The past couple of years have been stressful for a variety of reasons- political unrest, pandemic woes, and division. However, in the background of all of it there’s been an insidious spectre lurking- climate change. Although activists and advocates for sustainability have been sounding the alarm for a long time, we are now in a stage that’s recently been described as a “code red for humanity”. As a person who’s raising my children in a region that’s being slammed by wildfires and record-breaking heatwaves, I’ve been feeling the pressure when it comes to talking to kids about climate change.
We live in the interior of B.C. in Canada in a gorgeous holiday destination town that has 4 main lakes and rolling grassy hills. This region is hot and dry in the summer, making it the perfect place for orchards and vineyards. When we moved here a few years ago away from the busy city, we never looked back. It’s truly an outdoorsy dream to be able to raise kids in a place that’s so naturally beautiful.
However, this summer was different. In July we had a record-breaking heat wave in the province that made playing outside an unhealthy option. The memory of taking my kids outside quickly to show them the thermometer registering at over 40 degrees celsius is one that will stick with me. So will the conversation that followed, as I tried to explain the gravity of a huge issue like climate change to a 4 and 6 year old. Thankfully the heat wave subsided, but trips outdoors to play have been few and far between thanks to a terrifying abundance of wildfire activity that’s left the sky dark and the air thick with smoke.
Living somewhere this hot and dry means that wildfire smoke is a pretty typical summer issue. However, this year it’s been downright apocalyptic with our beautiful region being surrounded by active fires that have made the air quality too poor for outdoor activities, and smoke that’s blocked out the sun. This is the first year our family was put on evacuation notice briefly, despite being right in town, as burnt pine needles, leaves, and other debris rained down. This year we had the hottest Spring we’ve ever had on record, creating disastrous conditions for fires to thrive. The largest and closest fire to where we live is being expected to burn into winter. On top of the other stresses in the past year and a half, this Summer has been a huge lesson on the impact of climate change on the quality of life.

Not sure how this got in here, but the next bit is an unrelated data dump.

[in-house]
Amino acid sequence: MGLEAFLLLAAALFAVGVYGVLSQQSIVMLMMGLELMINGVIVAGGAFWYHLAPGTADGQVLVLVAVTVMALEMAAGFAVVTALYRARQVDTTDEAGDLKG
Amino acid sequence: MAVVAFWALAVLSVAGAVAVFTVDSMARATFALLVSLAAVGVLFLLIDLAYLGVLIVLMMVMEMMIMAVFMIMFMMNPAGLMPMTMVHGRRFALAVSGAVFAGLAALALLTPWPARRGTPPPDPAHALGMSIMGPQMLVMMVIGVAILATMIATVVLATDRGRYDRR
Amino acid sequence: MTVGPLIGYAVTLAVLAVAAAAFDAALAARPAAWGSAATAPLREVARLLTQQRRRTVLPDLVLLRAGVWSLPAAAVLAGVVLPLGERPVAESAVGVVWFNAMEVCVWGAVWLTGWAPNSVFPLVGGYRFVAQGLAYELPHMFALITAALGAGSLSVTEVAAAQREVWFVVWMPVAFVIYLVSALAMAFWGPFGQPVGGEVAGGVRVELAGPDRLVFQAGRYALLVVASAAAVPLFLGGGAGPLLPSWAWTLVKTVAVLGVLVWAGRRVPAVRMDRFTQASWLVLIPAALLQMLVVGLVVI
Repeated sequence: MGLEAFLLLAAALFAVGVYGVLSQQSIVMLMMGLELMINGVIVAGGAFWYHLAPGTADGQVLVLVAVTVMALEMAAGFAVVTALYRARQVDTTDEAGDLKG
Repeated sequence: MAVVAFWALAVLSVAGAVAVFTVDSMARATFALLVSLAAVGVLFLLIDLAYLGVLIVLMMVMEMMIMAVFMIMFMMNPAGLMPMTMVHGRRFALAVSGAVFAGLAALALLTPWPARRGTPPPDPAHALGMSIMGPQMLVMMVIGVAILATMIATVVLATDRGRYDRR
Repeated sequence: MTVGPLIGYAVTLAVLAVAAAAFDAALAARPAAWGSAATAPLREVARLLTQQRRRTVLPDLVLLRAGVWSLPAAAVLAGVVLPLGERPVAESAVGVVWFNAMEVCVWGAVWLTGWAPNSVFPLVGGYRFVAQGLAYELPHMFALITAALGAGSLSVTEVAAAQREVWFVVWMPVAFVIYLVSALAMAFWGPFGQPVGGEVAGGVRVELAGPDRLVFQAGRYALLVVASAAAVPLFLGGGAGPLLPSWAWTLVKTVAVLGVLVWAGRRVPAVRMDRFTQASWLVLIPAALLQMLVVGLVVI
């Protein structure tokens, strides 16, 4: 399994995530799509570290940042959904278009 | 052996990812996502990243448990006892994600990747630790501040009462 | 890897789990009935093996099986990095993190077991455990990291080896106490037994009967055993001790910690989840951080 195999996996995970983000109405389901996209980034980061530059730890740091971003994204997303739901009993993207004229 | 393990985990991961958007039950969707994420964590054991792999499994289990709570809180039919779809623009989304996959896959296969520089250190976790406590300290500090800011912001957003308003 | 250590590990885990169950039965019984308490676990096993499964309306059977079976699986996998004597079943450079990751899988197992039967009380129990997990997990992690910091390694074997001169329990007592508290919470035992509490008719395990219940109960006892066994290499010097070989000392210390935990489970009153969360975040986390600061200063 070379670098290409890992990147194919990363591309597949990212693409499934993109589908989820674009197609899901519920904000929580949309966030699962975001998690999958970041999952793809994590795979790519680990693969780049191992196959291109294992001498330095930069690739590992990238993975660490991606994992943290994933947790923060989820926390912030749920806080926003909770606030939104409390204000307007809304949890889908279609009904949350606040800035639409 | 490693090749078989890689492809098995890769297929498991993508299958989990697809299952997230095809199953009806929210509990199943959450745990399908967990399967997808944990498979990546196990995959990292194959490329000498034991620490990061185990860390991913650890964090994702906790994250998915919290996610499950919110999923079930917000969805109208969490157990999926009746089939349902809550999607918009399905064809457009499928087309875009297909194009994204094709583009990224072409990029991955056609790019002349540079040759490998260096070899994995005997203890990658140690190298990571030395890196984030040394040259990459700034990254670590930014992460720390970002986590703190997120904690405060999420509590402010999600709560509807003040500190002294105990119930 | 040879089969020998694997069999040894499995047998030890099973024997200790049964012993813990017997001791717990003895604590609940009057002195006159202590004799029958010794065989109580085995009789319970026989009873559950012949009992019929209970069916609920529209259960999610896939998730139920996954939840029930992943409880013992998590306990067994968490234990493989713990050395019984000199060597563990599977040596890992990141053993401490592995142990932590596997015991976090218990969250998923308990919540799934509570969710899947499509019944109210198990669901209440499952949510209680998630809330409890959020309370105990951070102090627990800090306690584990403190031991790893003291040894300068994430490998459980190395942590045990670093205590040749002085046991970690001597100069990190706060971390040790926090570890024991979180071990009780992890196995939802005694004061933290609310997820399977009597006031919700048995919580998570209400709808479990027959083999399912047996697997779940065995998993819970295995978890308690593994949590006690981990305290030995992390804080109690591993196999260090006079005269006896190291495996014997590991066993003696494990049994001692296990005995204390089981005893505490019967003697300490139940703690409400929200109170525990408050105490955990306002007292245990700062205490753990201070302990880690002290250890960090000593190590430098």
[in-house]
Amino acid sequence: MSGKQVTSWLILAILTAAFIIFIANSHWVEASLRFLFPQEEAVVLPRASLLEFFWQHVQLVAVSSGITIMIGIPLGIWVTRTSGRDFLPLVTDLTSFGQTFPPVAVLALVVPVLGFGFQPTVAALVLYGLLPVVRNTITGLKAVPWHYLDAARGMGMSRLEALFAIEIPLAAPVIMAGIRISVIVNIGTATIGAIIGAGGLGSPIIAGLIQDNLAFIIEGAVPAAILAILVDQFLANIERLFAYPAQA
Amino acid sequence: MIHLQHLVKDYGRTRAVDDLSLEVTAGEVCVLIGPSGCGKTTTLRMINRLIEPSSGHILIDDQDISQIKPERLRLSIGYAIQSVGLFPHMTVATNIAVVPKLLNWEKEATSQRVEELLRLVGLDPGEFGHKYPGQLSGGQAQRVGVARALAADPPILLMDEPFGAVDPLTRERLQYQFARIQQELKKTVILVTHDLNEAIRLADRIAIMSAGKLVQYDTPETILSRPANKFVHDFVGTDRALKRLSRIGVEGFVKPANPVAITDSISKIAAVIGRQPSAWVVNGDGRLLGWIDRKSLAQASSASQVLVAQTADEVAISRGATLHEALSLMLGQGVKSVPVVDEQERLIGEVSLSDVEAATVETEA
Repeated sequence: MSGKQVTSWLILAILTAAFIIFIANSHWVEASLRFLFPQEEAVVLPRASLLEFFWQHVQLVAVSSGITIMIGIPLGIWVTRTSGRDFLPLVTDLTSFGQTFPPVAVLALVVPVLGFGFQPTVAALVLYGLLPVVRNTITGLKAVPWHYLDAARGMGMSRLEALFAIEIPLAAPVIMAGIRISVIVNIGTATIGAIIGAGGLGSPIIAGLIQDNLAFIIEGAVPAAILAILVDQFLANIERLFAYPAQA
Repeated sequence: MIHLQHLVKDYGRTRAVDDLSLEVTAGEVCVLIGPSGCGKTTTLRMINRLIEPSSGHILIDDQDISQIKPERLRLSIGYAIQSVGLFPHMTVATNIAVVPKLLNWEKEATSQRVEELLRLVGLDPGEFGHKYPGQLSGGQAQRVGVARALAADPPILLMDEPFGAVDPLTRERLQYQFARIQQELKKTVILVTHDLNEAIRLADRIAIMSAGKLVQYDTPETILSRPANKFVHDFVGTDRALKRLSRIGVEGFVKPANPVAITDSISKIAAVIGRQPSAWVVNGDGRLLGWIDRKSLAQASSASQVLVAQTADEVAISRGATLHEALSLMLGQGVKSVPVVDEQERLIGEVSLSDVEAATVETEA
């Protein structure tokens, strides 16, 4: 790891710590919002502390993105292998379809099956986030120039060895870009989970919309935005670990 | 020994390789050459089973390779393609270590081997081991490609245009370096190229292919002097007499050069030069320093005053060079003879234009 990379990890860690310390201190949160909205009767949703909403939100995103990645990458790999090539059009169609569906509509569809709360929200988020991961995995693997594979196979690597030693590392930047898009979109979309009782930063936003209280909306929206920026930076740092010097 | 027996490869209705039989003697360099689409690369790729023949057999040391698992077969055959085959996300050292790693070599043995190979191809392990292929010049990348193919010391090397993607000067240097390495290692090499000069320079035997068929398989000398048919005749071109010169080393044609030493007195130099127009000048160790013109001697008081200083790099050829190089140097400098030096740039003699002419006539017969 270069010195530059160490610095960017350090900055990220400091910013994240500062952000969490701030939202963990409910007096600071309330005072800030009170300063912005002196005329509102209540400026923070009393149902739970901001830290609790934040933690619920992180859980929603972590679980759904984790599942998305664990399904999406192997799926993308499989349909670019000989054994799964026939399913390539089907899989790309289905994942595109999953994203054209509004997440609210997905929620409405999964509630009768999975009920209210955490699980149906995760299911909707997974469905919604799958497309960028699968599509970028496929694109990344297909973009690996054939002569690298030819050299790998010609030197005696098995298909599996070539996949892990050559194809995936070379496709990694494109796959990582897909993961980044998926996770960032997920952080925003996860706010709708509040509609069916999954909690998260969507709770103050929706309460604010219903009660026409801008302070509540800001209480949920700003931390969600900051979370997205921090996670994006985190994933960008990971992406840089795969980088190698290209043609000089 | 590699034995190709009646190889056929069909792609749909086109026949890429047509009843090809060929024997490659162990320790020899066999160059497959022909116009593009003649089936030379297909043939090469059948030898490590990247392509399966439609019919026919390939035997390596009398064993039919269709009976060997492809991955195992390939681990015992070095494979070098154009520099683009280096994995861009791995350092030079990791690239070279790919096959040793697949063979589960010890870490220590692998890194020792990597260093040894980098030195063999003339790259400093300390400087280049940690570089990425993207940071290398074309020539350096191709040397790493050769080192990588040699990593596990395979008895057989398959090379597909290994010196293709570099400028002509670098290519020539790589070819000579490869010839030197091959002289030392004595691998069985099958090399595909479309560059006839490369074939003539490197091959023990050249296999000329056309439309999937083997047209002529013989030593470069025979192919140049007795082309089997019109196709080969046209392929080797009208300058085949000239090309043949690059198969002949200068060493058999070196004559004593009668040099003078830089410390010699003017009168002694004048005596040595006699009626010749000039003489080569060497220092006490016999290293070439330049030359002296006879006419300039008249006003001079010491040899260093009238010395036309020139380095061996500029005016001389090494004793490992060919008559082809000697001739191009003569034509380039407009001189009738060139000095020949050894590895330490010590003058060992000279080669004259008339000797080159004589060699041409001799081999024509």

It can be far too easy to get caught up in the day-to-day and forget the fact that we have a massive impact on the planet. The same planet that needs to house our children and theirs when we are gone. Although we can make changes on an individual level, the reality is that this is so much bigger than any one person ditching plastic straws. Action needs to be taken on a larger scale to reduce things like greenhouse gas and cO2 emissions before it’s too late. The planet itself will likely re-calibrate, but the future of our species is in danger. It’s important for us as parents to be open and up front with our kids about the reality of climate change.
One of the most important things you can do as a parent to help your children care about the Earth is to be open with them and to help them cultivate an appreciation for the natural world. This way, they will feel a connection to nature, making them more likely to advocate for it in their life. Additionally, you can help your kids to learn more about climate change and actions that can be taken on an individual and household level via age-appropriate resources. One of the most challenging things for parents is trying to discuss the seriousness of the issue without inducing eco-anxiety in their little minds. It can also be helpful to use these scary news stories and local issues as teachable moments, stressing the importance of living in balance with the Earth.
Although climate change has been something I’ve cared about for awhile, the events of this summer on our family has made it hit home in a way that definitely impacted my parenting. I’ve had conversations I didn’t expect to have yet, however, I see it as a good thing. After all, it’s part of our jobs as parents to help empower our kids to know that their actions can make a really big difference.